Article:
In order to have a person court-ordered for treatment under the Act, a petition must be filed with the court. According to Florida’s Marchman Act website, the following are three ways in which you can file a Marchman Act for a loved one struggling with addiction:
- File it yourself – go to your local county courthouse, complete the Marchman Act package, and submit it to the court. Although this is the cheapest option, as the petitioner, it is your responsibility to ensure you file the petition properly.
- Hire an attorney – Although more expensive than filing yourself, an experienced attorney can ensure all documents are filed properly and you are prepared for the proceeding, however, you can still create, implement, and monitor an effective treatment plan yourself.
- An intervention counselor can help – a counselor will help create, implement, and monitor an individualized treatment plan and provide you with guidance on how the Marchman Act can be applied to a long-term treatment plan. This is normally less expensive than an attorney.
What Happens Once the Petition is Filed?
Once the petition is filed, a judge will decide if an ex parte order for involuntary examination and stabilization is appropriate, which would be used in an emergency situation that calls for immediate action. If this is the case, the judge will issue an order for law enforcement or other designated agent of the court to take the respondent into custody and deliver them to the nearest facility for evaluation. However, if the situation is not an emergency requiring an ex parte order, the court will hold a hearing within 10 days and hear all relevant testimony and evidence to determine whether there is a reasonable basis to believe the respondent meets the involuntary admission criteria and should be required to undergo a court-ordered evaluation. The respondent can retain private counsel or request legal counsel and have a lawyer appointed for this hearing. If the court finds they do not meet the criteria, they can deny the petition. The petitioner bears the burden of proving that the respondent is impaired by substance abuse and needs to be professionally evaluated. If the court orders the evaluation, facilities must conduct the evaluation within 5 days, although they may seek an extension given certain circumstances. Depending on the results of the evaluation, the facility may discharge the client, change their status to voluntary, meaning they are voluntarily seeking treatment, or request that the court require the individual to enter involuntary treatment services that can last up to 60 days. If the facility seeks to extend the treatment, another hearing would be held, and a judge can grant a treatment extension for up to 90 more days.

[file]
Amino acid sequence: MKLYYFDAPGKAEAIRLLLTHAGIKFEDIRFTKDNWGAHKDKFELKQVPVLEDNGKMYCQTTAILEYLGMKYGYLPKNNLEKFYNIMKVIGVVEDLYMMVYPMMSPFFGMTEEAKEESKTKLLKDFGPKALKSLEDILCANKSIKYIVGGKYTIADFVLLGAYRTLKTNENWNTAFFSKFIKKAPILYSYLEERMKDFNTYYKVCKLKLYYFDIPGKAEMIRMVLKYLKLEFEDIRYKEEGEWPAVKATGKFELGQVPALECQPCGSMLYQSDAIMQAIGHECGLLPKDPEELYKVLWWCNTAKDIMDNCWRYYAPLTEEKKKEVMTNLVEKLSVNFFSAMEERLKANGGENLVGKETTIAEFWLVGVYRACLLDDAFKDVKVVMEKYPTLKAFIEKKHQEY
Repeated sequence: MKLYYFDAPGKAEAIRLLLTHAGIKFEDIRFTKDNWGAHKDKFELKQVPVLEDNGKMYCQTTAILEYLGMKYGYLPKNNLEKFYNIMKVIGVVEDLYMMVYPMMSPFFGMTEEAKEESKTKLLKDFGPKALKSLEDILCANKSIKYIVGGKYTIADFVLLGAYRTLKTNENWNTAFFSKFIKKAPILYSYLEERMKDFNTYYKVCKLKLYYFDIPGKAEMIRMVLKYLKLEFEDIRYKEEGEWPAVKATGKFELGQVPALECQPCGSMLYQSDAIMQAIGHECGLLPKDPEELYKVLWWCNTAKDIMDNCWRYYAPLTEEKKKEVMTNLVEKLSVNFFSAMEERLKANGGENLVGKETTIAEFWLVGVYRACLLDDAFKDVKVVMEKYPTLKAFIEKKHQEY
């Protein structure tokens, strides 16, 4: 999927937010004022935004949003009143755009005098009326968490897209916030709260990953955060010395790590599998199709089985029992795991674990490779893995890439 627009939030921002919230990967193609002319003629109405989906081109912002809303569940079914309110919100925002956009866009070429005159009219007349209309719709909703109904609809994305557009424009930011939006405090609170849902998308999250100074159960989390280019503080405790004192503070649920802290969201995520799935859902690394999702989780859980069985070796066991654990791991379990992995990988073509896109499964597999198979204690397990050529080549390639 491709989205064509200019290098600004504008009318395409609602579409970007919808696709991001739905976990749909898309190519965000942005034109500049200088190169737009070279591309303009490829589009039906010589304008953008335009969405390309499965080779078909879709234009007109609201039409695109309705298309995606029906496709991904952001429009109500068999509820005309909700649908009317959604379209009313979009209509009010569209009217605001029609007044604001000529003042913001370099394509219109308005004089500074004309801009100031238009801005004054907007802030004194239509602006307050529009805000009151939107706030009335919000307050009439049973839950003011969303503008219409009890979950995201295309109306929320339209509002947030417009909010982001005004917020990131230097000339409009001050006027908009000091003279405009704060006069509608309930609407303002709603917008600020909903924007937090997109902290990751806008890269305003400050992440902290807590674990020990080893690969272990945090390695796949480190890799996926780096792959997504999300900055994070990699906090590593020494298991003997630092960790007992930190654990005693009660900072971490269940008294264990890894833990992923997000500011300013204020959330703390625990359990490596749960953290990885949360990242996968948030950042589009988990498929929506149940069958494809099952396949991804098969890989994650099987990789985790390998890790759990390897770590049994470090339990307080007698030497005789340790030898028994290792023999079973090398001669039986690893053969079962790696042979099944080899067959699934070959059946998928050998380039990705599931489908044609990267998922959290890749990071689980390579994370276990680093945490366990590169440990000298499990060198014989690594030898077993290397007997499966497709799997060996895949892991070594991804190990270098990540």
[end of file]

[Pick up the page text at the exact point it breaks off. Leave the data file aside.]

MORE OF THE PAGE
It’s important to note that if the court involuntary commits an individual to treatment, failing to stay in treatment renders them in contempt of a court order which may result in legal penalties like jail time.
Who Covers the Cost?
Although there is no cost to file a petition under the Marchman Act with the court, the evaluation and ordered treatment are not free. These costs will be first submitted to the client’s health insurance company or paid by the client or their family. If costs are not covered by health insurance, most counties will utilize a state-funded program to work with the patient or their family on a sliding scale fee structure that is based on income and other factors.
The Importance of a Marchman Act Defense Attorney
If a judge finds you are in need of involuntary treatment services, you may have to attend treatment for up to 60 days, or if a treatment extension is filed, an additional 90 days. If you believe the petition filed in your case includes false or exaggerated allegations of substance abuse, it is imperative you retain an experienced Tallahassee criminal defense attorney to help challenge the legality of the order or file a motion to dismiss the Marchman Act. A motion for early release from involuntary treatment can also be filed depending on the details of your case. Don Pumphrey and the members of the legal team at Pumphrey Law Firm have decades of experience helping navigate various legal matters and will explore every applicable defense in your case. Contact Pumphrey Law Firm today at (850) 681-7777 or send an online message to discuss your case during an open and free consultation with an attorney in our legal team.
Written by Sarah Kamide